From one Christmas to another, those happy years went by at Maplewood Lodge, shaping us all in ways we were hardly aware of.
Paul continued his work at Pine Ridge; always in a battle for some improvement or another. He petitioned for a "village area" on the institution property, where several portables gave some people an opportunity to live in a more homelike environment and get ready for the next step--living in the outside world--"the community." He fought for breakfast to be cooked "on the ward" on the weekends, so that the residents could have the pleasure of smelling bacon and eggs cooking. It also meant that they could sleep in later on those days and not miss breakfast--simple things everyone takes for granted. Before this, some people did stay up later on Fridays and Saturdays and were tired, but the night shift would get everyone up early in order to change the bed linens as the day shift didn't like having to do it. It was a short change for staff and those that had worked until 11 the night before were back at 7.00 a.m. and not always in good humour. The weekends, as a result of short fuses all around, were times when there were many behavioural outbursts.
When Paul asked for breakfast to be cooked on the ward, he was asked how 52 people could fit into the small dining area there. He said that if his guess was correct, people would get up as they woke up, in dribs and drabs--and that is exactly what happened. The table never had more people around it than would fit, and the atmosphere had changed from tense to relaxed.
Maplewood Lodge became a mandatory placement for the students going through the DSW course each year as the coordinator of the program, Mrs. Eileen Moran, a feisty Irish nurse, had taught Paul when he was taking the MRC course. Every February and March, pairs of students would come for a couple of weeks at a time and do part of their course work at our home. It might be coordinating a special event, such as a Valentines party; or putting together a program to teach someone a skill.
It struck me as very sneaky of God that he had taken this rather shy, introvert who would not have described herself as a people person, and plunked her into an environment full of all kinds of people. It was during this period that I went from being a detached, and often critical, observer of people, to someone who had grown to love people with a love that was birthed in a heart bigger than my own. It was a true metamorphosis and one about which I wrote in 1979 in my journal:
I've suddenly realized that something wonderful has taken place within me. I LOVE PEOPLE! ME the loner; the aloof one; the silent and critical observer! God has done something within me. I know that I am seeing the fulfillment of the verse God gave me last year:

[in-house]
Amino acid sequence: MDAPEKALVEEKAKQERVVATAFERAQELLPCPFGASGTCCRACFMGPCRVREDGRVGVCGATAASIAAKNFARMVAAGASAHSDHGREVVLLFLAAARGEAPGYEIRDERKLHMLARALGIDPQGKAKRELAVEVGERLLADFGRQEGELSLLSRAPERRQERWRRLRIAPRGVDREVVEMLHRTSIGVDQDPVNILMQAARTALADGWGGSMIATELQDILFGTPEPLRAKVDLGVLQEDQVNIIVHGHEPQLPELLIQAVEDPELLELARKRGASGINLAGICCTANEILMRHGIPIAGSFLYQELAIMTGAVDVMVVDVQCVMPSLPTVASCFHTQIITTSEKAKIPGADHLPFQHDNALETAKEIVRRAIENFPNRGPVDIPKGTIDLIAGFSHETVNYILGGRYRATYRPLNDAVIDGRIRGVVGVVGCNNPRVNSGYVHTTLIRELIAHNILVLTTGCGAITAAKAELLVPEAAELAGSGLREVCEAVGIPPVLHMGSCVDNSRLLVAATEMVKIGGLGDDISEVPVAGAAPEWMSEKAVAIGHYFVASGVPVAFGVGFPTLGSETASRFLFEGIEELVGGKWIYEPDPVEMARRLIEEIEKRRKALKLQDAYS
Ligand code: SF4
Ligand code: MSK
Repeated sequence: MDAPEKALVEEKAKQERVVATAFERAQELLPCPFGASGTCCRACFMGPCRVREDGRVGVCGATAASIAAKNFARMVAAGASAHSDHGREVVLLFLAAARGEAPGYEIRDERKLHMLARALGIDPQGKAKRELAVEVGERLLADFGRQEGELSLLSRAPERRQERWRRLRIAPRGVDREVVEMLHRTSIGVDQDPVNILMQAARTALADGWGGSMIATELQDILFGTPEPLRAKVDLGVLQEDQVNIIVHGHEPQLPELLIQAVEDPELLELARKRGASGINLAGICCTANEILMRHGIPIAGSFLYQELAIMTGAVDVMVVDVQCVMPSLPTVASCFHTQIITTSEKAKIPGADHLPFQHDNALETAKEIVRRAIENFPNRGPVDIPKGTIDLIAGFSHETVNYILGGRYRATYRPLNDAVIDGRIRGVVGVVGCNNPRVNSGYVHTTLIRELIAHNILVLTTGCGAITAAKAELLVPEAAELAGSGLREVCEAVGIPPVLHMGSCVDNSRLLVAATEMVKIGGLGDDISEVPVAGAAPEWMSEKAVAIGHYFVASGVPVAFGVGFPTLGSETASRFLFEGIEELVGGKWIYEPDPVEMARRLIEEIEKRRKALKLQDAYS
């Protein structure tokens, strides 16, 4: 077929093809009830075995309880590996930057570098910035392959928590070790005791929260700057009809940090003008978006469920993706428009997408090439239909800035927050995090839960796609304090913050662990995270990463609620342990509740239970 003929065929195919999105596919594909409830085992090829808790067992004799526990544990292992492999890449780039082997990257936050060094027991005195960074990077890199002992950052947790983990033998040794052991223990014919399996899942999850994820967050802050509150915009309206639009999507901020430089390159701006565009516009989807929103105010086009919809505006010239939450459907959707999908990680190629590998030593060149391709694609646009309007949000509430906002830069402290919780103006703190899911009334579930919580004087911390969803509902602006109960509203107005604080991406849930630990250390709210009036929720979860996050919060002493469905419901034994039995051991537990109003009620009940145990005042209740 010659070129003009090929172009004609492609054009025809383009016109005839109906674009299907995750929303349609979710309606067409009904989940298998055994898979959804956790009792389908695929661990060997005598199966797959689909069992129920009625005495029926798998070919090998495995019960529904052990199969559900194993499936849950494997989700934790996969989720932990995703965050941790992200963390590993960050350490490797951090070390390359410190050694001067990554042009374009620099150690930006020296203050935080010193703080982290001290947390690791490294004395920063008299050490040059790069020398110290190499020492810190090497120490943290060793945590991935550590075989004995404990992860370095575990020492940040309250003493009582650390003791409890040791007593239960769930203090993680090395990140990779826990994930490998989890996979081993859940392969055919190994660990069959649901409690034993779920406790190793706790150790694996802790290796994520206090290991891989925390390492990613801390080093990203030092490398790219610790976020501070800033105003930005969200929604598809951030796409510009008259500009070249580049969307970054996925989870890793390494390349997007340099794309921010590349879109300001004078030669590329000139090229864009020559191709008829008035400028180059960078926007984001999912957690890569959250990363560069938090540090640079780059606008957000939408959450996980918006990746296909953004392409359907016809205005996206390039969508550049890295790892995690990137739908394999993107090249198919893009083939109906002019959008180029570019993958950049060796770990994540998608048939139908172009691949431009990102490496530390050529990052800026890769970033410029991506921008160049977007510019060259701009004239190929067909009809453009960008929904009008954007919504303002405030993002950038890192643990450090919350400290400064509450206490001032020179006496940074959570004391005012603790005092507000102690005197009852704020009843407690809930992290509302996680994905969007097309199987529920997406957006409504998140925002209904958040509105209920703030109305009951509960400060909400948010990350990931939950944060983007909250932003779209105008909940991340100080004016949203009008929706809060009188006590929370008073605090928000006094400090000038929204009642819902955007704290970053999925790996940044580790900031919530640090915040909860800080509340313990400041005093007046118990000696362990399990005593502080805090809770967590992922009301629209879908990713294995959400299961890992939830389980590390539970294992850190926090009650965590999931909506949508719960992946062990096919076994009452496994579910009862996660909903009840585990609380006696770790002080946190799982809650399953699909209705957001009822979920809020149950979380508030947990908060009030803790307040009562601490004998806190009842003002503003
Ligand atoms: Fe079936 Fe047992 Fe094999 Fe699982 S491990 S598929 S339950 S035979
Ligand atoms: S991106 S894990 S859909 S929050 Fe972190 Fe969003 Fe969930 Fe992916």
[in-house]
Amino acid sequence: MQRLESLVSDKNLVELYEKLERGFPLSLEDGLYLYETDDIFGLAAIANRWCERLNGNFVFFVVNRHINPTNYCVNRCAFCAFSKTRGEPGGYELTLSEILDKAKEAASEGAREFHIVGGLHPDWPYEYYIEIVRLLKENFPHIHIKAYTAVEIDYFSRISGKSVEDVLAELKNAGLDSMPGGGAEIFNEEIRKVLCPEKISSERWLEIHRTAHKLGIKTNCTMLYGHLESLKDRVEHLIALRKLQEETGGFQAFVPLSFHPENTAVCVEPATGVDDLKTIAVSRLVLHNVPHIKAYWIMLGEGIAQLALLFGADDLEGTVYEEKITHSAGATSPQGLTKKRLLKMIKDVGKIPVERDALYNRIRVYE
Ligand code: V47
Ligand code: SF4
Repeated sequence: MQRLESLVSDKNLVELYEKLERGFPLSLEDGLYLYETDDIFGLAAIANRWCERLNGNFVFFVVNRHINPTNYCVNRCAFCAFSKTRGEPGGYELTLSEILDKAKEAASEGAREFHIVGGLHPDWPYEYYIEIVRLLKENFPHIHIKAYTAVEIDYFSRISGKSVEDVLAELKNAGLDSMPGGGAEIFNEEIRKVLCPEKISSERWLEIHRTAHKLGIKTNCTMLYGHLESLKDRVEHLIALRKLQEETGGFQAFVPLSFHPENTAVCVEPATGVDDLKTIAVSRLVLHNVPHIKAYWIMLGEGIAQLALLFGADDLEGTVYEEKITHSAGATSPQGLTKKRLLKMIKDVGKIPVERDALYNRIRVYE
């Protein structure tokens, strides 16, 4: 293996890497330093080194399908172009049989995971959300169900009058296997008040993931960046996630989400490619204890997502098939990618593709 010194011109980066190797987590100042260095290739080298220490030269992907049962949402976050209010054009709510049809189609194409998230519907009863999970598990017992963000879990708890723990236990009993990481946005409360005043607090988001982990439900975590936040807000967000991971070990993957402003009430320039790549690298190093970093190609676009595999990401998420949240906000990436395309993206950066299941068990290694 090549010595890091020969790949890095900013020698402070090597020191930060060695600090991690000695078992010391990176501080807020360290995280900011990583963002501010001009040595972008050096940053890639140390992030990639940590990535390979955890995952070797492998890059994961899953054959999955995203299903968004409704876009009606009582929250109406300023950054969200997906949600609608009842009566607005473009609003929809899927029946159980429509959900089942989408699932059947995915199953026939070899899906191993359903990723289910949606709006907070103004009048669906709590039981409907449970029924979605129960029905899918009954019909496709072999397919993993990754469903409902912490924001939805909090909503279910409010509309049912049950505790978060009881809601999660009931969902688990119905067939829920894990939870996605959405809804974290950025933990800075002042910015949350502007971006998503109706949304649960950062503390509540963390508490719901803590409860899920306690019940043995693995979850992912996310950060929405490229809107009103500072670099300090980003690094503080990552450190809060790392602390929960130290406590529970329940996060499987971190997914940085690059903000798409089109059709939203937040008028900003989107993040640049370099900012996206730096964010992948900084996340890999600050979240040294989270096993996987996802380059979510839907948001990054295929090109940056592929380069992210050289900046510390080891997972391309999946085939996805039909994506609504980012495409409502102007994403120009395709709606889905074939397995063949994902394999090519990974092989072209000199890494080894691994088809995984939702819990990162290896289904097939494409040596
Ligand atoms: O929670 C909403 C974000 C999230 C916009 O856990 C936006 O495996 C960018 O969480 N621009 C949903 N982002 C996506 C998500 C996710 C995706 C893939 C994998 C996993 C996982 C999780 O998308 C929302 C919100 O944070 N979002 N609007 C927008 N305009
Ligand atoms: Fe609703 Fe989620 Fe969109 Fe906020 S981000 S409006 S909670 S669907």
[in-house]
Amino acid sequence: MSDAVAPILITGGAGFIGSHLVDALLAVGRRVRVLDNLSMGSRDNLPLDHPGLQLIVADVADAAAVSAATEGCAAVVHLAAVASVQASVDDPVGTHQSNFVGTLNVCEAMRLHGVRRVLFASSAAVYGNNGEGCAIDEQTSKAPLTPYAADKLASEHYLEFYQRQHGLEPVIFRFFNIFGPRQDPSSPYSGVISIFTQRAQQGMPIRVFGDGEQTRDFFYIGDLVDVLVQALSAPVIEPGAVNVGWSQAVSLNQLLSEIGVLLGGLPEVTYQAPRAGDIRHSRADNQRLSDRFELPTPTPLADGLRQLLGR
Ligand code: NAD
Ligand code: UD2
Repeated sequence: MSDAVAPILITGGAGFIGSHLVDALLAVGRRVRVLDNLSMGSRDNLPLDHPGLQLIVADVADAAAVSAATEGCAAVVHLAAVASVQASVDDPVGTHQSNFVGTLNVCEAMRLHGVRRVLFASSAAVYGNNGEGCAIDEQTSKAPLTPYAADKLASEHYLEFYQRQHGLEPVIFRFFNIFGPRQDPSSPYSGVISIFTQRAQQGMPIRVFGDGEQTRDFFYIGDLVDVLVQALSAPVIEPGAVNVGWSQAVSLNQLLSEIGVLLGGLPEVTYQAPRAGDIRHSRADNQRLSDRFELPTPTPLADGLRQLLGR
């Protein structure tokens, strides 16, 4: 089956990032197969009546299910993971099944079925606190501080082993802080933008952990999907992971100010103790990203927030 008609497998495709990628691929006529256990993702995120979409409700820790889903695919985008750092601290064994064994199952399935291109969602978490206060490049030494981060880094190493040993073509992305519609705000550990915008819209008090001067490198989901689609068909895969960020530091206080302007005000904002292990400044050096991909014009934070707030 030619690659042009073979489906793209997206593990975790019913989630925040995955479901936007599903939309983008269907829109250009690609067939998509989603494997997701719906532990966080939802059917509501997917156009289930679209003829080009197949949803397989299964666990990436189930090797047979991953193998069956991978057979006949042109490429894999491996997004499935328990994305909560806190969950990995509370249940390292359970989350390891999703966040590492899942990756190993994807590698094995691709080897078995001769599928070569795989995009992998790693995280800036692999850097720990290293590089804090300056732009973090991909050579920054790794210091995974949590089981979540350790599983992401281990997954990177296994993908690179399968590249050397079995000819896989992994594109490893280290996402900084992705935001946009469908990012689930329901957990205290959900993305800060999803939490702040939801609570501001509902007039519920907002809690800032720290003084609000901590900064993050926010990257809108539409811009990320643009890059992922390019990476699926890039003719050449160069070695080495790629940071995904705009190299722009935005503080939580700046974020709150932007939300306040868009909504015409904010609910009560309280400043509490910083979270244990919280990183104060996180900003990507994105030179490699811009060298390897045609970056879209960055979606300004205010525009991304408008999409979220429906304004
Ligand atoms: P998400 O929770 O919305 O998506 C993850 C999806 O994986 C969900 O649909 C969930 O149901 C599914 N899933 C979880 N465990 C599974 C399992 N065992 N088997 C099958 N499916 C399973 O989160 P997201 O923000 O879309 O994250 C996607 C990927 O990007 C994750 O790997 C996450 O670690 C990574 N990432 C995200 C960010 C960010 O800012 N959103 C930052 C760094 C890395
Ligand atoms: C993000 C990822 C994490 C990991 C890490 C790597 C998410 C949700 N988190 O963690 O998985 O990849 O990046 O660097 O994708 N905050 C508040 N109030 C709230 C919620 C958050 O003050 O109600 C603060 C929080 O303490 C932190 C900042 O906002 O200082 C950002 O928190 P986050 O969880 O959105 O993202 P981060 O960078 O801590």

Phil 1:9-11 in The Way. ..My prayer for you is that you will overflow more and more with love for others, and at the same time keep on growing in spiritual knowledge and insight.
Anyone reading this diary knows that a big flaw in me has been a difficulty in relating to people; in really caring for people. God began to reveal this to me last April and once I faced it, he began to work in me. Colossians 2 verse 10 says: "And ye are complete in him." Well, he has come in and really made me complete because I've been healed and made whole. I love everyone as they are and in spite of what they are! I just had to write it down for God's glory. If someone reads this, maybe they have doubted the reality of God. Please, I am an intelligent human being (30 years later I'm not so sure of that) who faced with a lack of feeling for others, prayed for God's compassion; God's love. I say with the blind man healed by Jesus: One thing I know, that whereas I was blind, now I see. John 9:25.
Our children, too, were being shaped by our unusual family setting. Certainly there must have been a down side, but it never really was evident to me. Their horizons were much broader than they would have been otherwise, because every student that spent time with us also engaged with them. I was tired, but I was young enough then that I survived the long days and unremitting pace and I enjoyed the solitude when everyone else had left for work and school, and I was alone with my thoughts as I shopped and cleaned and cooked and did the many other things needed.
I began to attend occasional meetings at Pine Ridge. I remember my first time because I held a piece of paper in my hand that shook as hard as my hand, so intimidated was I by the professionals around the table. I grew in confidence and knowledge though and began to develop a set of deep values about working with people who need support. Our years of living with people taught me that people really are more the same than different and that disability wasn't the difference so much as just another part of someone.
I made some close friends on the staff at Pine Ridge and our home became a place where God led people looking for spiritual conversations and prayer; a mutual blessing.
We, who really only intended to do "this" for two years; found ourselves almost nine years in, when a wind of change began blowing...a wind that would bring changes I never imagined.